The last thing you want is your furnace giving up on you in the middle of a cold Wisconsin winter night. Though you will hate this scenario, it may very well happen if you don’t test and troubleshoot your furnace before the cold season sets in.
This furnace repair & troubleshooting guide will teach you how to diagnose and repair the most common problems occurring in a modern gas fired furnace. You can use these tips and save the more than the $100 you have to spend on an average service call. However, this is only a guide, and will not provide all the details for all situations. Only you can decide if you can perform this task.
You can avoid many common furnace problems with proper maintenance. So before you start troubleshooting your furnace, it’s essential you perform the suggested maintenance regimen.
This furnace troubleshooting guide is meant for both natural gas and propane furnaces in the
Milwaukee, Waukesha & Racine areas. The electric furnace troubleshooting guide can be used for forced air electric furnaces or heat pump systems and the oil furnace repair guide for furnaces that burn fuel or waste oil.
First, the thermostat!
Start your troubleshooting by ensuring the thermostat is on and its set point is above the room temperature. It’s better if the thermostat is at the highest setting while troubleshooting and the furnace fan in the ‘on’ mode if it is not running.
If the furnace fan is not running, check the fuse, breaker and the furnace switch. If the breaker has tripped, leave it off and see if there are any loose connections in the furnace wiring. Also check the control board for burn spots and replace any board spots if required. Reset the breaker after all the necessary repairs have been made.
If the breaker or fuse hadn’t tripped, check the furnace’s blower compartment’s inspection window for a flashing green light. If there is neither a green or red light, it may indicate a problem with the transformer, blower motor, thermostat, furnace control board or the run capacitor.
The reservoir of furnaces with condensate pumps shouldn’t be full. Most units have a float switch preventing the furnace from running on a full reservoir. If the reservoir is full, check the unit’s power and replace the pump as required.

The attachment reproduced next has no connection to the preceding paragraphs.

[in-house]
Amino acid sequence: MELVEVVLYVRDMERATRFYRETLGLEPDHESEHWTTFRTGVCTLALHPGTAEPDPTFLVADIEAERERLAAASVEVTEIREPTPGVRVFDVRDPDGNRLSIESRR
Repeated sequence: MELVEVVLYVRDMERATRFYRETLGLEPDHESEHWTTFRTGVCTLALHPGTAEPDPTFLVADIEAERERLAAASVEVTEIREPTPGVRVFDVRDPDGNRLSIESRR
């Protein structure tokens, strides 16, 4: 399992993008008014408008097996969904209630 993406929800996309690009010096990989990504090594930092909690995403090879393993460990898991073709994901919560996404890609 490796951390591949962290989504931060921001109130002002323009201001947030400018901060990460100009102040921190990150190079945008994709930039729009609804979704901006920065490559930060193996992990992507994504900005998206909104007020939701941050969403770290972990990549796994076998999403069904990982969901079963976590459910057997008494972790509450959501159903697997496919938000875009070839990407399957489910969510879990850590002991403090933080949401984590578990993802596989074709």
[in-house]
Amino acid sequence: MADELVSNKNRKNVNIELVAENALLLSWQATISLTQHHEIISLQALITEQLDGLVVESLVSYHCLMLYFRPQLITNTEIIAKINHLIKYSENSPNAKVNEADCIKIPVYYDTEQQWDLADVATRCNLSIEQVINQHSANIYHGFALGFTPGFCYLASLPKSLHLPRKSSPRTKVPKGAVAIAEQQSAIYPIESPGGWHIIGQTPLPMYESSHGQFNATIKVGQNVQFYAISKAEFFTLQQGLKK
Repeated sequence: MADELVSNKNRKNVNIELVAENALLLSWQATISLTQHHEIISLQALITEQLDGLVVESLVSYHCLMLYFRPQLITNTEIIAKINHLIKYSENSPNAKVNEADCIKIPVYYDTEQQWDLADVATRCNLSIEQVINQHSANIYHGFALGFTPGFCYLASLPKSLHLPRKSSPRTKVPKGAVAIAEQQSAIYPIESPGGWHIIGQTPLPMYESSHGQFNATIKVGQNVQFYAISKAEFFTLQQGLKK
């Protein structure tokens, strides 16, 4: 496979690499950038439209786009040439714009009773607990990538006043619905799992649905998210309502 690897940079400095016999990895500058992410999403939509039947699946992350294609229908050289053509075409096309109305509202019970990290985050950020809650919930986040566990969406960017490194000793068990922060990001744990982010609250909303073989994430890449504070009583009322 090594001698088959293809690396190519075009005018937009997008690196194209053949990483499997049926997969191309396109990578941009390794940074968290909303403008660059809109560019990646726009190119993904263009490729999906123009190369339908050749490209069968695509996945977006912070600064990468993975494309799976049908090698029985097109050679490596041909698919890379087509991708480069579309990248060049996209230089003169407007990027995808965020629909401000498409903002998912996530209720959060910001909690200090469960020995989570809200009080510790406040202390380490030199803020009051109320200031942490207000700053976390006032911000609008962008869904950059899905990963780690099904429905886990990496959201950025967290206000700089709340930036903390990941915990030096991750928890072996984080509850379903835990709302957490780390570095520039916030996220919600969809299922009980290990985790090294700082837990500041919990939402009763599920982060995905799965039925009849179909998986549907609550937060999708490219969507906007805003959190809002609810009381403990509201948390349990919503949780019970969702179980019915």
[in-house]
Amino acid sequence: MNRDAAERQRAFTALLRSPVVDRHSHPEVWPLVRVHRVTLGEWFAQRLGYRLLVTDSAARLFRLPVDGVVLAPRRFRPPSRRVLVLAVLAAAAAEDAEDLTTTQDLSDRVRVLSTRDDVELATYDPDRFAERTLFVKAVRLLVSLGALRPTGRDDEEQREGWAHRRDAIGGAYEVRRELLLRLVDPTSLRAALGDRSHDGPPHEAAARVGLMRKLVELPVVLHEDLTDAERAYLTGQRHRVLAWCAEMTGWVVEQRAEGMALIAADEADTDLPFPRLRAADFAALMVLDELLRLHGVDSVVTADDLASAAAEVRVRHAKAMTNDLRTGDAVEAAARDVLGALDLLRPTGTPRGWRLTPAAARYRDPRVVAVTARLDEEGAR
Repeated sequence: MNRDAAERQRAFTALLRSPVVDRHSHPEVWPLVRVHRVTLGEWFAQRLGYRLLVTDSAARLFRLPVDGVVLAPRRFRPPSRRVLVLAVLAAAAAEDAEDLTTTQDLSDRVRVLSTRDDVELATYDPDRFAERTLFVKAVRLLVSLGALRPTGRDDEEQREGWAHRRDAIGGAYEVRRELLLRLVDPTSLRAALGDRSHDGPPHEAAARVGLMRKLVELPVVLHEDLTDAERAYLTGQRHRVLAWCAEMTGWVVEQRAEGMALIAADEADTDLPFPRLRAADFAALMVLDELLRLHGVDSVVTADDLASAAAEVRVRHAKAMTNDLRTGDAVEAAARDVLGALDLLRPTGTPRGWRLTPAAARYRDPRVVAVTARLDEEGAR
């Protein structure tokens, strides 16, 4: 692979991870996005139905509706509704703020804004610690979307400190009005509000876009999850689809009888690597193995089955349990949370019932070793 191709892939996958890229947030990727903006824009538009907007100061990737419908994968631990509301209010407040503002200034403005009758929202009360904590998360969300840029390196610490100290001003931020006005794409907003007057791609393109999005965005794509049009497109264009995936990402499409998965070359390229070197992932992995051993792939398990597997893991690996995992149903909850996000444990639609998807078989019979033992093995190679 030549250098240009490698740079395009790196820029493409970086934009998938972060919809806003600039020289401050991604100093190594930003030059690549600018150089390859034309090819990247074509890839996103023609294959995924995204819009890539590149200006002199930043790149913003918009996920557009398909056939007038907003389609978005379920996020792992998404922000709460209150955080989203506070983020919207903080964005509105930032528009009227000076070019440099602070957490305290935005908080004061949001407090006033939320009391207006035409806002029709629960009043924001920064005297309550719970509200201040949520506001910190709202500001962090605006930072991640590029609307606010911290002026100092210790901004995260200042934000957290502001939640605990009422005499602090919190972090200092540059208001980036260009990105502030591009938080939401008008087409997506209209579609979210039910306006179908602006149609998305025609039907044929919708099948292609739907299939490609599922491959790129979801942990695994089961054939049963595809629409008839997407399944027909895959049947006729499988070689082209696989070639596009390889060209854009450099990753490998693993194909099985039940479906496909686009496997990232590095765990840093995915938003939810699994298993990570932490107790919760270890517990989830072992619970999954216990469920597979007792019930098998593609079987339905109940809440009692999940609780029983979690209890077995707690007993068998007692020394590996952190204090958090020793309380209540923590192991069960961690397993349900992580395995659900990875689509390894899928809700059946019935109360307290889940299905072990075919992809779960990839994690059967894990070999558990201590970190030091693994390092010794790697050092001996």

Place the fan back in the automatic mode at the thermostat once the blower motor starts running.
Furnace pilot light
The standing light of the furnace (if there is one) should be lit with the flame touching the tip of the thermocouple. If it isn’t, use the thermocouple replacement guide for further help with troubleshooting.
If the pilot is lit but the main burners do not turn on, touch the furnace side. If it is cool, it means there could be a problem with the furnace control board, thermostat, and limit control or gas valve.
The heat on furnace side
If the furnace side is warm, just let it cool down and you can continue with your furnace troubleshooting. Check to ensure the inducer motor of the furnace (if it has one) is running. If it isn’t, there could be a problem with the inducer motor or furnace control board.
Pilot or main burner ignition
If the unit uses spark ignition, you will hear the pilot or main burner trying to ignite with a rapid clicking noise. Check if the pilot or main burner tries to ignite with the inducer motor running. If it doesn’t, it may mean the flue is blocked, a bad furnace control board or some limit control.
If the pilot or main burner tries to light, but tends to go out, it may indicate a dirty pilot assembly or flame sensor. Use our guide to learn how to clean them. If your furnace does not use a spark igniter, check if the hot surface igniter comes on or not. There will be a bright glow in the burner compartment if it’s trying to come on. If not, either the furnace control board is bad or the igniter has to be replaced.
Main burners turning on
Check if the main burners light once the pilot or igniter is on. If it doesn’t, check to see if gas reaches the furnace by ensuring all manual isolation valves are on. If gas does reach the furnace, there may be a problem with the furnace control board or gas valve. If the burners turn on and stay only for a few seconds, the flame sensor could be dirty or the furnace control board may have gone bad.
If the burners of condensing furnaces come on for more than 5 seconds to turn off before the thermostat is satisfied, the problem could be a plugged condensate drain. There may be built-up sediment in the built-in trap of most of these units that leads to the abnormal functioning of the furnace.
Does the blower start?
The blower should start after the burners stay lit for one to three minutes. If it doesn’t, a run capacitor or the motor may be the problem.
Observe a complete heating cycle of the operating furnace to complete your furnace troubleshooting. The fan should typically run for 2-3 minutes after the burner shuts off. If it doesn’t, the fan and limit control of older units may be sticky and need replacement.
Also check the temperature increase in the furnace by using a thermometer to check the temperature coming out of registers and comparing it with the average room temperature. There is a label plate on the furnace inside telling you the desired difference between temperatures. While it may be over 100 degrees on older furnaces, it may be as low as 35 in newer efficient units.
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